Cytotoxic and regulatory roles of mucosal-associated invariant T cells in type 1 diabetes

O Rouxel, J Da Silva, L Beaudoin, I Nel, C Tard, L Cagninacci, B Kiaf, M Oshima, M Diedisheim, M Salou, A Corbett, J Rossjohn, J McCluskey, R Scharfmann, M Battaglia, M Polak, O Lantz, J Beltrand, A Lehuen

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Abstract

Type 1 diabetes (T1D) is an autoimmune disease that results from the destruction of pancreatic β-cells by the immune system that involves innate and adaptive immune cells. Mucosal-associated invariant T cells (MAIT cells) are innate-like T-cells that recognize derivatives of precursors of bacterial riboflavin presented by the major histocompatibility complex (MHC) class I-related molecule MR1. Since T1D is associated with modification of the gut microbiota, we investigated MAIT cells in this pathology. In patients with T1D and mice of the non-obese diabetic (NOD) strain, we detected alterations in MAIT cells, including increased production of granzyme B, which occurred before the onset of diabetes. Analysis of NOD mice that were deficient in MR1, and therefore lacked MAIT cells, revealed a loss of gut integrity and increased anti-islet responses associated with exacerbated diabetes. Together our data highlight the role of MAIT cells in the maintenance of gut integrity and the control of anti-islet autoimmune responses. Monitoring of MAIT cells might represent a new biomarker of T1D, while manipulation of these cells might open new therapeutic strategies. © 2017 Nature America Inc,part of Springer Nature. All rights reserved.
Original languageEnglish
Pages (from-to)1321-1331
Number of pages11
JournalNature Immunology
Volume18
Issue number12
DOIs
Publication statusPublished - 2017

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Type 1 Diabetes Mellitus
Inbred NOD Mouse
Granzymes
Riboflavin
Major Histocompatibility Complex
Autoimmunity
Autoimmune Diseases
Mucosal-Associated Invariant T Cells
Immune System
Biomarkers
Maintenance
Pathology
T-Lymphocytes

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Rouxel, O., Da Silva, J., Beaudoin, L., Nel, I., Tard, C., Cagninacci, L., ... Lehuen, A. (2017). Cytotoxic and regulatory roles of mucosal-associated invariant T cells in type 1 diabetes. Nature Immunology, 18(12), 1321-1331. https://doi.org/10.1038/ni.3854

Cytotoxic and regulatory roles of mucosal-associated invariant T cells in type 1 diabetes. / Rouxel, O; Da Silva, J; Beaudoin, L; Nel, I; Tard, C; Cagninacci, L; Kiaf, B; Oshima, M; Diedisheim, M; Salou, M; Corbett, A; Rossjohn, J; McCluskey, J; Scharfmann, R; Battaglia, M; Polak, M; Lantz, O; Beltrand, J; Lehuen, A.

In: Nature Immunology, Vol. 18, No. 12, 2017, p. 1321-1331.

Research output: Contribution to journalArticle

Rouxel, O, Da Silva, J, Beaudoin, L, Nel, I, Tard, C, Cagninacci, L, Kiaf, B, Oshima, M, Diedisheim, M, Salou, M, Corbett, A, Rossjohn, J, McCluskey, J, Scharfmann, R, Battaglia, M, Polak, M, Lantz, O, Beltrand, J & Lehuen, A 2017, 'Cytotoxic and regulatory roles of mucosal-associated invariant T cells in type 1 diabetes', Nature Immunology, vol. 18, no. 12, pp. 1321-1331. https://doi.org/10.1038/ni.3854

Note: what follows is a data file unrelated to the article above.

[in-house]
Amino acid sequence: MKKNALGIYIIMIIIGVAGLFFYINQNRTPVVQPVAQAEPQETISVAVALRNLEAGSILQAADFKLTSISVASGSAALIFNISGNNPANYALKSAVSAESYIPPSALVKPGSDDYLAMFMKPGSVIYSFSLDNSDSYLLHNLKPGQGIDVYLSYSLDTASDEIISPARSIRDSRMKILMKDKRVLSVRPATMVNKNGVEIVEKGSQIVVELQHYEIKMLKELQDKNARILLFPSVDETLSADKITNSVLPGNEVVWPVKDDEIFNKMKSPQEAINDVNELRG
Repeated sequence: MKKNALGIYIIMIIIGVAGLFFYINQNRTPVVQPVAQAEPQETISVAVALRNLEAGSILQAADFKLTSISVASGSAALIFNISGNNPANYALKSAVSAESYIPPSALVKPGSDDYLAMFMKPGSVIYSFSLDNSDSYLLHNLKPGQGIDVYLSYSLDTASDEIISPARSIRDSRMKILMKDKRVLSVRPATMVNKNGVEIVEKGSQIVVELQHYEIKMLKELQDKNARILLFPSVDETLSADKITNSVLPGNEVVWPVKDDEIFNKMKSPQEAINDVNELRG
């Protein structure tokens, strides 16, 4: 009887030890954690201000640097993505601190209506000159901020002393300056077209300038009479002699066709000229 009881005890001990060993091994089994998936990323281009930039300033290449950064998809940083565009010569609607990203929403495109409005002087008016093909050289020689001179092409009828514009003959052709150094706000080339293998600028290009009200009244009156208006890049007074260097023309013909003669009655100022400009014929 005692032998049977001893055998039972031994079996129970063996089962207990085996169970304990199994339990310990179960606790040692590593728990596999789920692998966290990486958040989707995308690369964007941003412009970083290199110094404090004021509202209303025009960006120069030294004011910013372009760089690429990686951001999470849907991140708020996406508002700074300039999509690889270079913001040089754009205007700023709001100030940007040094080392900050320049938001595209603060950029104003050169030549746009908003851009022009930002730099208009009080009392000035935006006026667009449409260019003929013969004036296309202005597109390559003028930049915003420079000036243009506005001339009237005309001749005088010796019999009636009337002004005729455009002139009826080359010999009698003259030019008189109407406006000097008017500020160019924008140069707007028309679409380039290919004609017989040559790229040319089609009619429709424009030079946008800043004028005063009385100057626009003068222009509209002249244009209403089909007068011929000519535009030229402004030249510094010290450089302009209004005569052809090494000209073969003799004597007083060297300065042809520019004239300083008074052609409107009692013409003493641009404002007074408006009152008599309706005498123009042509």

Rouxel O, Da Silva J, Beaudoin L, Nel I, Tard C, Cagninacci L et al. Cytotoxic and regulatory roles of mucosal-associated invariant T cells in type 1 diabetes. Nature Immunology. 2017;18(12):1321-1331. https://doi.org/10.1038/ni.3854
Rouxel, O ; Da Silva, J ; Beaudoin, L ; Nel, I ; Tard, C ; Cagninacci, L ; Kiaf, B ; Oshima, M ; Diedisheim, M ; Salou, M ; Corbett, A ; Rossjohn, J ; McCluskey, J ; Scharfmann, R ; Battaglia, M ; Polak, M ; Lantz, O ; Beltrand, J ; Lehuen, A. / Cytotoxic and regulatory roles of mucosal-associated invariant T cells in type 1 diabetes. In: Nature Immunology. 2017 ; Vol. 18, No. 12. pp. 1321-1331.
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AB - Type 1 diabetes (T1D) is an autoimmune disease that results from the destruction of pancreatic β-cells by the immune system that involves innate and adaptive immune cells. Mucosal-associated invariant T cells (MAIT cells) are innate-like T-cells that recognize derivatives of precursors of bacterial riboflavin presented by the major histocompatibility complex (MHC) class I-related molecule MR1. Since T1D is associated with modification of the gut microbiota, we investigated MAIT cells in this pathology. In patients with T1D and mice of the non-obese diabetic (NOD) strain, we detected alterations in MAIT cells, including increased production of granzyme B, which occurred before the onset of diabetes. Analysis of NOD mice that were deficient in MR1, and therefore lacked MAIT cells, revealed a loss of gut integrity and increased anti-islet responses associated with exacerbated diabetes. Together our data highlight the role of MAIT cells in the maintenance of gut integrity and the control of anti-islet autoimmune responses. Monitoring of MAIT cells might represent a new biomarker of T1D, while manipulation of these cells might open new therapeutic strategies. © 2017 Nature America Inc,part of Springer Nature. All rights reserved.

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